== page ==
Born in the USA
Provides an in-depth look at low-risk childbirth in America by presenting three different types of caregivers and settings: an obstetrician working at a teaching hospital, a licensed midwife attending home births, and a certified nurse-midwife bridging both worlds in an urban, out-of-hospital birth center. By examining the culture of birth practices in America, 'Born in the U.S.A'. raises questions about technology, safety, and quality of care, and it challenges parents to be proactive about getting the kind of care they want and need.
Complaints of a Dutiful Daughter
This documentary chronicles the various stages of a mother's Alzheimer's disease and the evolution of a daughter's response to the illness. The desire to cure the incurable—to set right her mother's confusion and forgetfulness and to temper her mother's obsessiveness—gives way to an acceptance which is finally liberating for both daughter and mother.
The Raising of America: Early Childhood and the Future of Our Nation
The first documentary series to explore how a strong start for all our kids can lead to a healthier, more prosperous, and more equitable America.
RESILIENCE is a one-hour documentary that delves into the science of Adverse Childhood Experiences (ACEs) and the birth of a new movement to treat and prevent Toxic Stress. Now understood to be one of the leading causes of every- thing from heart disease and cancer to substance abuse and depression, extremely stressful experiences in childhood can alter brain development and have lifelong effects on health and behavior. However, as experts and practitioners profiled in RESILIENCE are proving, what’s predictable is preventable. These physicians, educators, social workers and communities are daring to talk about the effects of divorce, abuse and neglect. And they’re using cutting edge science to help the next generation break the cycles of adversity and disease.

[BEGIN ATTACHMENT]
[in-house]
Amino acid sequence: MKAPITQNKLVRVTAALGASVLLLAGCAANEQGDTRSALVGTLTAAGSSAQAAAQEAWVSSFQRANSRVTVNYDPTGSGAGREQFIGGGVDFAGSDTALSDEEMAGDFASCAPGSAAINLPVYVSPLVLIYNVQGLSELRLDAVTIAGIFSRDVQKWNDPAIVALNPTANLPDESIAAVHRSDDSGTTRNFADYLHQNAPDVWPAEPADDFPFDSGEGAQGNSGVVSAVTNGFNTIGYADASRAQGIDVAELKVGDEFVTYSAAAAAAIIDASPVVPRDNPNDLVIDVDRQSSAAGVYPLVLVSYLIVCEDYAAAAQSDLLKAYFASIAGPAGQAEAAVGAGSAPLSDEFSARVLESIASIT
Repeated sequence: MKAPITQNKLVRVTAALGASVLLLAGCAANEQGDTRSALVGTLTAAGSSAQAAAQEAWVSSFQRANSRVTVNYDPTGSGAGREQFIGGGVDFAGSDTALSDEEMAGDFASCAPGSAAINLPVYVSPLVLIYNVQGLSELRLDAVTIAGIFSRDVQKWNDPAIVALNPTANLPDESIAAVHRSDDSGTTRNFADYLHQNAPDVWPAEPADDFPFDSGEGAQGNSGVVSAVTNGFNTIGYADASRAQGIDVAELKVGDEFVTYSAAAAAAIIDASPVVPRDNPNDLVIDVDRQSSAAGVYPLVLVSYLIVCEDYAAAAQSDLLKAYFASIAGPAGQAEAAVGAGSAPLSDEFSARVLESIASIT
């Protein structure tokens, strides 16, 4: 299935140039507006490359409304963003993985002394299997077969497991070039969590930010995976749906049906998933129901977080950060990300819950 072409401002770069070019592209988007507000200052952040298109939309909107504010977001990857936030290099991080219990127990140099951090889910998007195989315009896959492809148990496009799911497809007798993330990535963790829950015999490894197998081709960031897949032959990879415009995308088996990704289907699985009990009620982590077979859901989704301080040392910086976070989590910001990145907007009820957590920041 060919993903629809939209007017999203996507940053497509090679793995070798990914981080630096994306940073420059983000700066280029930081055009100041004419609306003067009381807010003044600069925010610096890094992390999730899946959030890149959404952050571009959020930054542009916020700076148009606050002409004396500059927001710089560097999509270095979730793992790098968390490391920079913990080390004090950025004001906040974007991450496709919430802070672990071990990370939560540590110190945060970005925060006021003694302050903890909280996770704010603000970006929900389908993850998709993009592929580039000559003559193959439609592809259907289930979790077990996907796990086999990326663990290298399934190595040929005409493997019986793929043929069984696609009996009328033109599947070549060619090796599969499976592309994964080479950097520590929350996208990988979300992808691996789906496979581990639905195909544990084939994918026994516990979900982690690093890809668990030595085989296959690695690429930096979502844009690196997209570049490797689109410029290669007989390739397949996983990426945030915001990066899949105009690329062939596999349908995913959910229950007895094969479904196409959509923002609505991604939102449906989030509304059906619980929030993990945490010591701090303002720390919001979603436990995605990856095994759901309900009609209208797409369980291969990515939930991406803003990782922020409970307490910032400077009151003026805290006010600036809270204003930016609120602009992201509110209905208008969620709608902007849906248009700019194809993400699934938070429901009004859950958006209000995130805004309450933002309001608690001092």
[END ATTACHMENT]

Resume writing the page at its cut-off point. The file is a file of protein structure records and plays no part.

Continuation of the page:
Sick Around the World
Five capitalist democracies around the world—Japan, Taiwan, Switzerland, Great Britain, and Germany—all have health care systems that provide health care for everyone. They have higher life expectancies, lower infant mortality rates, and spend less money than the U.S. for health care. At any given time, at least 45 million Americans do not have health insurance. What lessons can the U.S. learn about health care from other countries?
They came for the hormones and stayed for the health care. Set in 1993 in San Francisco's Tenderloin district, these are the pioneering patients of the first free clinic in the country for trans folks. More than a film about a clinic, the filmmakers had access to the unvarnished stories of 12 courageous individuals who share their life experiences in the "Bad Old Days" decade by decade—from the closeted 1950s, through the AIDS epidemic in the 1990s—all illustrated by amazing (and fun) archival imagery. The second half of the film shows what a difference the groundbreaking Transgender Tuesdays clinic made in the lives of the country's most medically underserved, misunderstood, and despised minority.
A medical detective story out to solve the mystery of what's stalking and killing us before our time, especially those of us who are less affluent and darker-skinned. These are slow deaths, the result of a lifetime of grinding wear and tear, thwarted ambition, segregation, and neglect. But this is also a story of hope and possibility, of communities organizing to gain control over their destinies and their health.